Gravity Movie Review

On average summer days, aviation enthusiasts flock from around the world to Washington’s National Air Space Museum. In the middle of the world’s great aeronautical treasures, the Smithsonian has erected an IMAX theater to garner revenue from the masses of visitors who come to gaze at the Wright Brothers’ plane. The movie that is often shown is “Blue Planet” taken from Shuttle missions. “Blue Planet” from all the advertisements portrays outer space as a very tranquil place.

The soon-to-be-released IMAX filme “Gravity” is hardly simpatico to “Blue Planet.” “Gravity” on the other hand gives the moviegoer the ill fated looming disaster of “Flight” with Denzel Washington, the space stations of 2001 without the symmetrical movements or the talking computer “Hal,” and another disaster Sandra Bullock has to think her way out of.

The ominous catastrophe is described in the first few flashes on the screen. “At 372 miles above earth, there is nothing to carry sound, no air pressure, no oxygen – Life in space is impossible” That impossibility is what George Clooney and Sandra Bullock must work around.

Unsuspecting Scientists Versus Space Junk

The scene is set on an average NASA shuttle mission. Bullock’s character, Dr. Ryan Stone, depicted as a Lake Zurich, Illinois native, was selected for a mission to repair the Hubble Telescope. Bullock’s character apparently has expertise in the medical field to fix a certain aspect of the malfunctioning space telescope. Meanwhile, as the repair effort is in progress, the Russians have launched a missile into space which has strewn debris all over the place and space junk makes basic habitability more impossible than the opening of the movie suggests.

Unlike in Apollo 13 where astronauts radioed earth with the famous line “Houston we have a problem,” in the “Gravity movie” the syntax is different. Clooney and Bullock soon realize they have a problem with Houston’s calculations, and the calamity is coming sooner than they thought. Clooney in fact realized much sooner than Mission control did, when he said, “I have a bad feeling about this” and then laughing it off by comparing it with a bad experience at a New Orleans Mardi Gras.

Although this is a fictional movie, the problem of space junk is a very very real problem. According to “At the moment, NASA officials estimate that about 500,000 pieces of debris larger than a marble orbit the planet. There are 22,000 bits of junk as big as a softball, and there could be more than 100 million tiny fragments at least 1 millimeter across racing around Earth.” And every one of those little bits can cause the same type of damage that was exacted on Clooney and Bullock’s shuttle craft.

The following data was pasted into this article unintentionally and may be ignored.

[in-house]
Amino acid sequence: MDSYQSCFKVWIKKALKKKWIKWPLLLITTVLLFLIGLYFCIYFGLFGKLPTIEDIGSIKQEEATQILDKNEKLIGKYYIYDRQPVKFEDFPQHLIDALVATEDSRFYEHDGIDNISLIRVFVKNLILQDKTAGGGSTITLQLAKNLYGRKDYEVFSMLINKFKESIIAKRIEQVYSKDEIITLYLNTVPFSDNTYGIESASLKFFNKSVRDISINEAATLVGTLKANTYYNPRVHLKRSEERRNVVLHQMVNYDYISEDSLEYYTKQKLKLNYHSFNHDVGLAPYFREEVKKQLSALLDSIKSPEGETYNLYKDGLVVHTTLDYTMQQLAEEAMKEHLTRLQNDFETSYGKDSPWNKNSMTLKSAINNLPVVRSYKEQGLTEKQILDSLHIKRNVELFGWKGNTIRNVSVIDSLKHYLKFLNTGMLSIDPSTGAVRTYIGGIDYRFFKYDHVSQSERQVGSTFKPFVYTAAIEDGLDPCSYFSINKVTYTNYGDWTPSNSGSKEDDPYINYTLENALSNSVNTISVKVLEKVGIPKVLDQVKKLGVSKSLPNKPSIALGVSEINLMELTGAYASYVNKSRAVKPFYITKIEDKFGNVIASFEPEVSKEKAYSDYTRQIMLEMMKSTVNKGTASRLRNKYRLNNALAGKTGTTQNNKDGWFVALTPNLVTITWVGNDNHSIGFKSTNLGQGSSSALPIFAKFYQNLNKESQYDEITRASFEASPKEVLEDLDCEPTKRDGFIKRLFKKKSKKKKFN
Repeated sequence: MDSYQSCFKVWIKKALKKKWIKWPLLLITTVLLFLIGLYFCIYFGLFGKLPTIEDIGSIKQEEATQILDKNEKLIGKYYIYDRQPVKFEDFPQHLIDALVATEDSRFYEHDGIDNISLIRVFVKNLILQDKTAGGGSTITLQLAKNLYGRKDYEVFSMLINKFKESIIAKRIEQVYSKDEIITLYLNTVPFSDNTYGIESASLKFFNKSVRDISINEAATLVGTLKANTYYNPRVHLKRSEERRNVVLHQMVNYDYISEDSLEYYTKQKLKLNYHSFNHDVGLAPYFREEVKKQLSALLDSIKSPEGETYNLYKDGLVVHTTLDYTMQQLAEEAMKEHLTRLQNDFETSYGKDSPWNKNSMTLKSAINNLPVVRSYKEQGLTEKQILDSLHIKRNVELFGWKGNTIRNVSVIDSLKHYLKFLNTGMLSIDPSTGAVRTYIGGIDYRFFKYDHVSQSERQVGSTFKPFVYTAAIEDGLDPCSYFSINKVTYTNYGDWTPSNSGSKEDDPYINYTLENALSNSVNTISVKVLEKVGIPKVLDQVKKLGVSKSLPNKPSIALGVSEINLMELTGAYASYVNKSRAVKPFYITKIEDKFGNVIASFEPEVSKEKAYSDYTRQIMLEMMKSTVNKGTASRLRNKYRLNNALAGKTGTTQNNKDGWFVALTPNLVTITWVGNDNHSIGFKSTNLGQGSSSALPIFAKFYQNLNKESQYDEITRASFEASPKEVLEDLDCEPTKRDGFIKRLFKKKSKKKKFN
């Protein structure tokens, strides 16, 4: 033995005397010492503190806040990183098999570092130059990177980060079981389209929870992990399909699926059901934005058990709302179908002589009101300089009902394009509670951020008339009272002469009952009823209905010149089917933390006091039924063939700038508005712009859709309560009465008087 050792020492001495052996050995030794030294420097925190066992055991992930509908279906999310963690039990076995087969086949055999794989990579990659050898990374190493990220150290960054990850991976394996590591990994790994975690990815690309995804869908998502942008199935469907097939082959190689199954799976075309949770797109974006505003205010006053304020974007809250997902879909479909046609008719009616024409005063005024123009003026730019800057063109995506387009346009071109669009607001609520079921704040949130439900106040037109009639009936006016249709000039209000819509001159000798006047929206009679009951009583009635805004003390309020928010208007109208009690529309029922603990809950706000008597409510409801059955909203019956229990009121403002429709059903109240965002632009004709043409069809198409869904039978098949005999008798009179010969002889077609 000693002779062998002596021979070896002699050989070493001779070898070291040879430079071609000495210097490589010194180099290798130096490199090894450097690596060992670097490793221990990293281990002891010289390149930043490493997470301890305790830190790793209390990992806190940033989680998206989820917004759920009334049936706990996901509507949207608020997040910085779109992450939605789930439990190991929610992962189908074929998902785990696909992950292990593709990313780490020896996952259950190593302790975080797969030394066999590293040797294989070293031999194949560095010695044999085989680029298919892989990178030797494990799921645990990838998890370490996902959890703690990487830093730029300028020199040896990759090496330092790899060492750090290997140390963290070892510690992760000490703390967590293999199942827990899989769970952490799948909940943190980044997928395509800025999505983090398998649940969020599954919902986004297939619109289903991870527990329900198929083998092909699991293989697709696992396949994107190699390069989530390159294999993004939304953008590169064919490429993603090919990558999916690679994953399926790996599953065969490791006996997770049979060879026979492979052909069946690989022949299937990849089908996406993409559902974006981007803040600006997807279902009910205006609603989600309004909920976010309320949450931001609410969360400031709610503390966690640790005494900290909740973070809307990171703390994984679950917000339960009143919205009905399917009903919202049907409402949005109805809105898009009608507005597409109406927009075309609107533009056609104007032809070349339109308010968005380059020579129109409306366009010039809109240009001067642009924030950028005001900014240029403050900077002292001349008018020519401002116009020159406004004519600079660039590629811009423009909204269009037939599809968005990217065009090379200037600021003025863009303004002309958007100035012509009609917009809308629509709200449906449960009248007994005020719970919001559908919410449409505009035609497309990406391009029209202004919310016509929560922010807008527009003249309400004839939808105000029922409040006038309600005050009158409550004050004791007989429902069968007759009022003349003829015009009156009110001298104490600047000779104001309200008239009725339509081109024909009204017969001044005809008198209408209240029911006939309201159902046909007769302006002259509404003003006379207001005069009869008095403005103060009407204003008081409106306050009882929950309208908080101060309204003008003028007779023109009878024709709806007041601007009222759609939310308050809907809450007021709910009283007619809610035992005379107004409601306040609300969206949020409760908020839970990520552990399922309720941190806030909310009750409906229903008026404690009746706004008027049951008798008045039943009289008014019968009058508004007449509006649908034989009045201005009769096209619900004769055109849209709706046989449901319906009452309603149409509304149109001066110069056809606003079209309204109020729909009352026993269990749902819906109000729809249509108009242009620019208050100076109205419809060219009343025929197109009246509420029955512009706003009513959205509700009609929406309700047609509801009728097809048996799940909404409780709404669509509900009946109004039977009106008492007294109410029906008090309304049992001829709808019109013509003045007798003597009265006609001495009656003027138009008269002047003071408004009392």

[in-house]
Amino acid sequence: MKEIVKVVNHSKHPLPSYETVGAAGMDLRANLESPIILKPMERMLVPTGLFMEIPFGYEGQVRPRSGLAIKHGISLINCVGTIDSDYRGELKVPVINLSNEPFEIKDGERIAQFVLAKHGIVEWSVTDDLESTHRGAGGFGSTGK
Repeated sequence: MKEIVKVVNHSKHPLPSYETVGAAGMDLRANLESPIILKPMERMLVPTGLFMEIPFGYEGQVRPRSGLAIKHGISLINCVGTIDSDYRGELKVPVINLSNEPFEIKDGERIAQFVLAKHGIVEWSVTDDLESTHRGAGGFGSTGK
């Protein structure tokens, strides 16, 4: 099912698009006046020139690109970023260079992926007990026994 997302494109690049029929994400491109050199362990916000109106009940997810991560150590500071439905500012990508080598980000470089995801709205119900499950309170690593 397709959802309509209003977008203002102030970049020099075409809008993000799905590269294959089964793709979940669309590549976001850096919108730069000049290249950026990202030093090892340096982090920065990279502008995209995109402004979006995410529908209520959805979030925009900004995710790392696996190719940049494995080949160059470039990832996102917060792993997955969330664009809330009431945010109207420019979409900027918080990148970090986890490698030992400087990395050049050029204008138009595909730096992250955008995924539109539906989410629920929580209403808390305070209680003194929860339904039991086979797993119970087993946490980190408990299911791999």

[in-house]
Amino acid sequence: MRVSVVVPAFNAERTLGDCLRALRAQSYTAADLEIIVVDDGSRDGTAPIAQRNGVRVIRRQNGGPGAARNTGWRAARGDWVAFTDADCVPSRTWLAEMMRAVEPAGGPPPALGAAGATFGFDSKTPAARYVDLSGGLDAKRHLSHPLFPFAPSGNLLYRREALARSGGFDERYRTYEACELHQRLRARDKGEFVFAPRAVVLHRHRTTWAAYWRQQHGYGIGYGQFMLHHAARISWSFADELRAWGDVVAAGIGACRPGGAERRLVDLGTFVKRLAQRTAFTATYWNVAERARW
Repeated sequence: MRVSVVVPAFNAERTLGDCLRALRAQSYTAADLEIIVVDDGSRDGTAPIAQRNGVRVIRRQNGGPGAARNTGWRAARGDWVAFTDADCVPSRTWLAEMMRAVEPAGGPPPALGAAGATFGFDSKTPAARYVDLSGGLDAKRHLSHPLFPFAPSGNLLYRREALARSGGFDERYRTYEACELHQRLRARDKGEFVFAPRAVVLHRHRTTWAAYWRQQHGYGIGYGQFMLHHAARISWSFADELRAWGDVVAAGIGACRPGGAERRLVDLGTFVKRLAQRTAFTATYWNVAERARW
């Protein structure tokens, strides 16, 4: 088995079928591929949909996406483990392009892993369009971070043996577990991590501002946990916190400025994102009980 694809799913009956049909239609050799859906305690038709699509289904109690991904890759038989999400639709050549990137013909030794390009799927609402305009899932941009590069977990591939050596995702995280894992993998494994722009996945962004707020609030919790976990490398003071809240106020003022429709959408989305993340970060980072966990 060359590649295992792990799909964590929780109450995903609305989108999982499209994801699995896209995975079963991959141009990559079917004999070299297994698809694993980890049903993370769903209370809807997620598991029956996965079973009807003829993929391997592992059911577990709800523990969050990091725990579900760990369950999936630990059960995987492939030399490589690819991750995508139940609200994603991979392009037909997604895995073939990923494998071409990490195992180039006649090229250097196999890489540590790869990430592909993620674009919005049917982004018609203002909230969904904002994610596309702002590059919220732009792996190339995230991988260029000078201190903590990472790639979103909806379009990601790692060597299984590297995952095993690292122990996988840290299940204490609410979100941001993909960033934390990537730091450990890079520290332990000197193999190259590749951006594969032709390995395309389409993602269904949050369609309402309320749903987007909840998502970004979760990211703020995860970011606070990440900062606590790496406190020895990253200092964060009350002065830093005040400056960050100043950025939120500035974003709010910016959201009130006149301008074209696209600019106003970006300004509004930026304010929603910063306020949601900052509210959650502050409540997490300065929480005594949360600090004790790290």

A Clunker In Space

As promised in the trailer, the shuttle is destroyed by the oncoming debris, and everyone else on board is dead except for Clooney and Bullock. Bullock is running out of oxygen and spinning in space. Clooney has an advantage over Bullock in the sense that his spacepak has jet propulsion. He tethers Bullock and they concoct a daring plan to head to a Russian space station only to discover that its crew has abandoned the ship in light of the same set of tragic circumstances, leaving behind a pod that is at the expected substandard level of a Soviet made craft.

In the meantime, what can you expect George Clooney to do with Sandra Bullock, even as oxygen is being exhausted from their tanks? Clooney pries the life story out of Bullock and we hear that she is beating herself up about her long lost daughter, and Clooney makes his move on Bullock.

But Clooney does the gentlemanly thing, at the Russian space station. He tells Bullock to continue on without him. With or without the vodka, the Russian Space station is not the Hilton Hotel for Dr. Stone as a fire begins to envelop the station as she must read Russian manuals and leave for the Chinese station, which fortuitously happens to be somewhat reachable. We discover Bullock has flown the Russian escape pod in a simulator but crashed it every time, because she was focused on being a doctor.

Wild Ride To Terra Firma

If the viewer is expecting Houston to help Bullock out as she thinks through her survival, think again. The radio communication is so bad that all she hears is a baby crying, presumably in China and that triggers the self loathing thoughts about her daughter again. It also triggers resolution in our protagonist – that it is time to go home.

The way home in the movie “Gravity” is a wild ride to terra firma. Whether or not critics find it to be the commanding performance of Bullock’s career, the IMAX cinematography makes you feel the roundness of the astronaut’s helmet.

The good news is that the whole family can probably enjoy the out-of-this-world motion picture. The better news comes when Bullock discovers that she hates space, but has a renewed respect for life on the third rock from the sun.

To see the trailer of Gravity:

Randy Foreman
Randy Foreman is the NewsBlaze White House Correspondent, reporting from inside and outside The White House and around the beltway in Washington, D.C.